In 1986 (and reauthorized in 1990), Congress amended RCRA to create the federal Leaking Underground Storage Tank Fund (LUST Fund) with $1 billion from a 1/10 cent per gallon gasoline tax for the purpose of cleaning up petroleum UST leak sites nationwide. Many more sites are being prioritized for future cleanup actions. There have been over 11,000 leaking tank sites reported to DEQ to date.

Effective July 1, 1987, the Virginia General Assembly created Articles 9 & 10 of the Water Control Law (Sections 62.1-44.34:8-12) which gave the DEQ general supervision of USTs, set financial responsibility requirements, and established the Virginia Underground Petroleum Storage Tank Fund (State Cleanup Fund). The Virginia law initially went further than EPA by regulating as USTs all heating oil USTs with a capacity greater than 5,000 gallons, but this was rescinded July 1, 1996 by the General Assembly. The Virginia law requires that owners/operators notify the DEQ of all USTs taken out of use before January 1, 1974, yet still in the ground. Also effective as a State law change on July 1, 1987 (Sec. 36-99.6), the Department of Housing and Community Development, through the local building/fire inspectors, were given the task of permitting and inspecting the installations, upgrades, repairs, and closures of USTs. These actions are also referenced in the Virginia UST Technical Regulation.

On September 23, 1988 EPA published in the Federal Register the final federal UST Technical Regulations that took effect on December 22, 1988. Generally, these require new systems to have non-corrodible tanks and piping , overfill and spill prevention devices, and leak detection . USTs in use before that date were given 10 years (until 1998) to upgrade to the new UST standards for non-corrodible tanks and piping and overfill and spill prevention devices, but leak detection must have been initiated during a five year period from 1989 to 1993 based on tank age. USTs installed prior to 1965 or of unknown age must have had leak detection installed during 1989; those installed from 1965-1969 during 1990; from 1970-1974 during 1991; from 1975-1979 during 1992; from 1980-1988 during 1993. Leak detection must be continued indefinitely on a monthly basis. Due to a greater incidence of pressurized piping leaks, all pressurized piping nationwide must have begun leak detection by December 22, 1990.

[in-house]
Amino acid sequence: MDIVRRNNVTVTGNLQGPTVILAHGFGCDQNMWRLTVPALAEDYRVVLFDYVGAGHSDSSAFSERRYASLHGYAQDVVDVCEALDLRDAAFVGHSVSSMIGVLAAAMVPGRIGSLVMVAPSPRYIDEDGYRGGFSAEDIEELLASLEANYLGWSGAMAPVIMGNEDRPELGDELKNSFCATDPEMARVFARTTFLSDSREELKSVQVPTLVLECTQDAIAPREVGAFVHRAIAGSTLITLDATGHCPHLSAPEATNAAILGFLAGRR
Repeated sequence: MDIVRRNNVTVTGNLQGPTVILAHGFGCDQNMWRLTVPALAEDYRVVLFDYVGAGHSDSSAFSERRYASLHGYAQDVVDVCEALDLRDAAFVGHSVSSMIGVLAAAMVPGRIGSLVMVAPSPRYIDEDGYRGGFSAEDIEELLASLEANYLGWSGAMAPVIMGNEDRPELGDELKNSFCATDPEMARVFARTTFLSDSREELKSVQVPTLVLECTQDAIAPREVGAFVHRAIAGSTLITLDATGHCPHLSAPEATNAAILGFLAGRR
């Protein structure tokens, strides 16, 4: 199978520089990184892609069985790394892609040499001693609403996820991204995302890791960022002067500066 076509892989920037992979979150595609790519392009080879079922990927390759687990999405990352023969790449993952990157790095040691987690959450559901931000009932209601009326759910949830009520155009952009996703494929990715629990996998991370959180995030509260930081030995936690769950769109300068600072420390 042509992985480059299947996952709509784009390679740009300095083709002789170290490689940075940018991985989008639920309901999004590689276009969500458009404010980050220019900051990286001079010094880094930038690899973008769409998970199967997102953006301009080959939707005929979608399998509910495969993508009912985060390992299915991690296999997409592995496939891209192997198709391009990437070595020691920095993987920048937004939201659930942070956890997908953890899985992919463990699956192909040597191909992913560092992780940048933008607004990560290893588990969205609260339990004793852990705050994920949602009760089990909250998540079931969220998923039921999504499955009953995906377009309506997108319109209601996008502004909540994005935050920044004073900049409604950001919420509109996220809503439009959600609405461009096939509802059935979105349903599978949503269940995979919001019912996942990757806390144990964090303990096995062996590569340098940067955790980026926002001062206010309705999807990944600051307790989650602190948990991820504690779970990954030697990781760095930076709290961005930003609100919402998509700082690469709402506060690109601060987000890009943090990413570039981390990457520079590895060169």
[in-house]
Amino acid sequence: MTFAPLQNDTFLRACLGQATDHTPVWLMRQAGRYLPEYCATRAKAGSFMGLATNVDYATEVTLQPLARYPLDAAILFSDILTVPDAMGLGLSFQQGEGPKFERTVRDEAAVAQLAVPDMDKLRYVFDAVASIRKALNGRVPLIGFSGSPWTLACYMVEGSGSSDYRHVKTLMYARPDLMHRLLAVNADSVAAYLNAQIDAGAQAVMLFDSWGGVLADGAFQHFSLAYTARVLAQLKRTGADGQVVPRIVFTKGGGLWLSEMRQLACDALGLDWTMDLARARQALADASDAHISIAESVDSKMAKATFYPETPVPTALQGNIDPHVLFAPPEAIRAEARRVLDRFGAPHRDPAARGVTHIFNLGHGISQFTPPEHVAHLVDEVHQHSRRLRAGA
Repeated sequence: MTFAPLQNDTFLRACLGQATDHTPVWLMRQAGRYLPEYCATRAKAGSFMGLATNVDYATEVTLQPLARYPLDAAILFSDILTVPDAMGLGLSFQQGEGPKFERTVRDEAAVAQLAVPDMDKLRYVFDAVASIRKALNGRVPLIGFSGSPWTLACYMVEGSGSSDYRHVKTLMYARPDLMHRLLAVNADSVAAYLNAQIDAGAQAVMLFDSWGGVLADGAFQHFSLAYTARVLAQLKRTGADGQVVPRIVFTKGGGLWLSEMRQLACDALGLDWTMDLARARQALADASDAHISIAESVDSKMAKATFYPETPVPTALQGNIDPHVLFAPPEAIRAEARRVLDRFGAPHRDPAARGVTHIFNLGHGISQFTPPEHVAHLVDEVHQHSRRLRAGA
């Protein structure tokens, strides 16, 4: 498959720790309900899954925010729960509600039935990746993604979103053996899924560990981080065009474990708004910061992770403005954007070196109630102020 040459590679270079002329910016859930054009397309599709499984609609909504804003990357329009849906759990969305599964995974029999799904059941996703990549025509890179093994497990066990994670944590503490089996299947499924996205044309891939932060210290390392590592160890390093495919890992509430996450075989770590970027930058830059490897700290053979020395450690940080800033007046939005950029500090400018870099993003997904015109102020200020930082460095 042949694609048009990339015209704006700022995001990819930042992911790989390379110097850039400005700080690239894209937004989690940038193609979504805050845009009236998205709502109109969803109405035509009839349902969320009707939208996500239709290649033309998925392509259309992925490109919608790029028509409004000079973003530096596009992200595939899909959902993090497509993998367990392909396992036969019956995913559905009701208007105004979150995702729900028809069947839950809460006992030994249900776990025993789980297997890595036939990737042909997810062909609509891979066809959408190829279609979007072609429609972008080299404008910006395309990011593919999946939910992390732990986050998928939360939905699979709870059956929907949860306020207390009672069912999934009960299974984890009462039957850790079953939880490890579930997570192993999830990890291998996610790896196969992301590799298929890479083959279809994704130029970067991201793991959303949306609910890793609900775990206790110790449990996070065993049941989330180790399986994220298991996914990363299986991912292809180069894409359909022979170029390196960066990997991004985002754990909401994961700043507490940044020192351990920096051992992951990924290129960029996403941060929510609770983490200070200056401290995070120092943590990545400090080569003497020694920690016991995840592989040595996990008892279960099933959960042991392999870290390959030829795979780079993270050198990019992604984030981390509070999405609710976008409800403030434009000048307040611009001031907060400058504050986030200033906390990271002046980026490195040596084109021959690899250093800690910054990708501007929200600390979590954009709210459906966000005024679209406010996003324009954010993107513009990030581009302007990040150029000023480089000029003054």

Virginia's UST Technical Regulation which became effective October 25, 1989 is entitled 'UST; Technical Standards and Corrective Action Requirements' (9 VAC 25-580-10 et seq.). The Virginia regulation is very similar to the federal regulation, except it requires notifications from owners of all regulated USTs that remain in the ground. The latest UST amendments effective September 15, 2010 incorporate the federal Energy Policy Act of 2005 requirements of secondary containment, delivery prohibition, and operator training.

EPA's final Financial Responsibility (FR) Regulation was published on October 26, 1988 and took effect January 24, 1989. It requires owners/operators of USTs containing petroleum to demonstrate evidence of financial responsibility in the amount of $1 million per occurrence for petroleum marketers/$500,000 for non-marketers to cover corrective action and third party liability costs for accidental petroleum releases from their USTs. You may do this using insurance or any of the other mechanisms permitted in the regulation. There was a 5 year phase-in of federal FR requirements based on the category of your business. Owners/operators of 13 or more USTs and non-marketers worth more than $20 million who report financial information to the Securities and Exchange Commission or Dun & Bradstreet were required to demonstrate FR. Owners/operators with 1-12 USTs, all other non-marketers, local government entities and petroleum storage tank vendors were not required to demonstrate FR until December 31, 1993. State law changes effective July 1, 1989 and the State FR Regulation entitled 'Petroleum UST Financial Responsibility Requirements ' (9 VAC 25-590-10 et seq.) effective May 9, 1990 required owners/operators to demonstrate financial responsibility of $50,000 for corrective action and $150,000 for third party liability. State law was amended effective July 1, 1992 to require all owners/operators to demonstrate financial responsibility based on the total annual gallons pumped through all regulated petroleum USTs owned and operated by them in Virginia. The sliding scale financial responsibility requirement ranges from $5,000 for corrective action and $15,000 for third party claims ($20,000 Annual Aggregate) to a maximum of $50,000 for corrective action and $150,000 for third party claims ($200,000 Annual Aggregate). Owners/operators may then use the Fund to demonstrate FR between the State financial responsibility requirement and $1 million to meet the federal requirement.

The federal regulations are the law of the land nationwide, and the DEQ and local building departments/fire officials implement them in Virginia for the EPA and under State law. There have been numerous policy calls over the years to EPA and Virginia which have been resolved within the context of the existing regulations.

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Virginia Department of
Environmental Quality
P.O. Box 1105
Richmond, VA 23218
(804) 698-4000